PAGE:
Volume 1, Number 3 – November 1981

Page 6 of 33

Secondly, POKE & DOKE are often used to change options in the monitor. You will know that under NAS-SYS the command K1 gives you lower case as the standard print output. This can be achieved from BASIC directly, or in the course of a program by the statement POKE 3111,1. Similarly, if you want to turn on output to your printer in the middle of a program, you can use the various DOKE instructions outlined in the manual. N.B. Different values apply in NAS-SYS 3 from those in NAS-SYS 1.

A third use might be to store a value which is to be picked up later by a machine code subroutine. The example which follows allows you to generate sounds from a BASIC program by flipping Bit 5 of the keyboard port.


6000 DOKE 3200,23533: DOKE 3202,3330: DOKE 3204, 19437 6010 DOKE 3206,3328:DOKE3208,8254:DOKE3210,211 6020 DOKE 3212,30731:DOKE3214,8369:DOKE3216,-4613 6030 DOKE 3218,75:DOKE3220,-20723:DOKE3222,211 6040 DOKE 3224,30731:DOKE 3226,8369:DOKE 3228,7163 6050 DOKE 3230,-19590:DOKE 3232,-7648:DOKE 3234,201 6060 RETURN

Main routine:

1000 GOSUB 6000:DOKE 4100,3200 (Dec. Addr.of M/C routine) 1010 DOKE 3330,X (where X=no. of complete loops) 1020 FOR I=A TO B, STEP C (where different values of A,B & C give different sounds) 1030 DOKE 3328,I:U=USR(0): NEXT I:

Memory location 3330 (0D02 hex) is DOKE’d with the value which will control the length of the sounds generated, while 3328 (0D00 hex) is DOKE’d with the frequency parameters.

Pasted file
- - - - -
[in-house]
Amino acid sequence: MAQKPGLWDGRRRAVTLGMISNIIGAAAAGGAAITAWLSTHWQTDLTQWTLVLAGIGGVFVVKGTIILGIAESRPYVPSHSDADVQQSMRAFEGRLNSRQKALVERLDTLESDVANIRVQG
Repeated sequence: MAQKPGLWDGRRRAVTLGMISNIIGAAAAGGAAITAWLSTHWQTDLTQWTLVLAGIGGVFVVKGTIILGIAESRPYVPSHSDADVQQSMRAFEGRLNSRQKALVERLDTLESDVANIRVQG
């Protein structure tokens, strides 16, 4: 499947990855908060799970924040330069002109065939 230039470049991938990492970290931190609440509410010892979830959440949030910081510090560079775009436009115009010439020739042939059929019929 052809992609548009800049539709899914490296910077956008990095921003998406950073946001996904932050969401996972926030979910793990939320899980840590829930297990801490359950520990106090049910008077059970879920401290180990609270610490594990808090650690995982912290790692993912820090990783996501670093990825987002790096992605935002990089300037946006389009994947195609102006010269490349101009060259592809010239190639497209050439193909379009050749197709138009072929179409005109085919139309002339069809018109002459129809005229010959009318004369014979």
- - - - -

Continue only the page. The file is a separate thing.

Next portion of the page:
Another use to which I have put these instructions was in the creation of an array in a large program when I was short of memory. The original array was something like A(8,8), i.e. 64 variables, requiring 6 bytes each. By using DOKE to put values in memory and DEEK to retrieve them it was possible to use only two bytes for each variable, e.g. if the start of the array is 3584, to put the value X into what was previously A(I,J), you enter DOKE 3584+[16*(I-1)]+[2*(J-1)],X. The instruction is a lot more cumbersome but there is still a significant saving in memory usage.


Random numbers are very useful in games programming, both in games of chance like Pontoon or Fruit Machine and also in more complex programs like Star Trek, where you wish to vary the results of selecting a particular option in the course of the game.

The RND function does not, in fact, generate random numbers at all; it merely starts with a pre-determined value and then produces new numbers according to a formula. These values are always in the range 0 to 0.999999. If the argument used

This is an OCR’d version of the scanned page and likely contains recognition errors.

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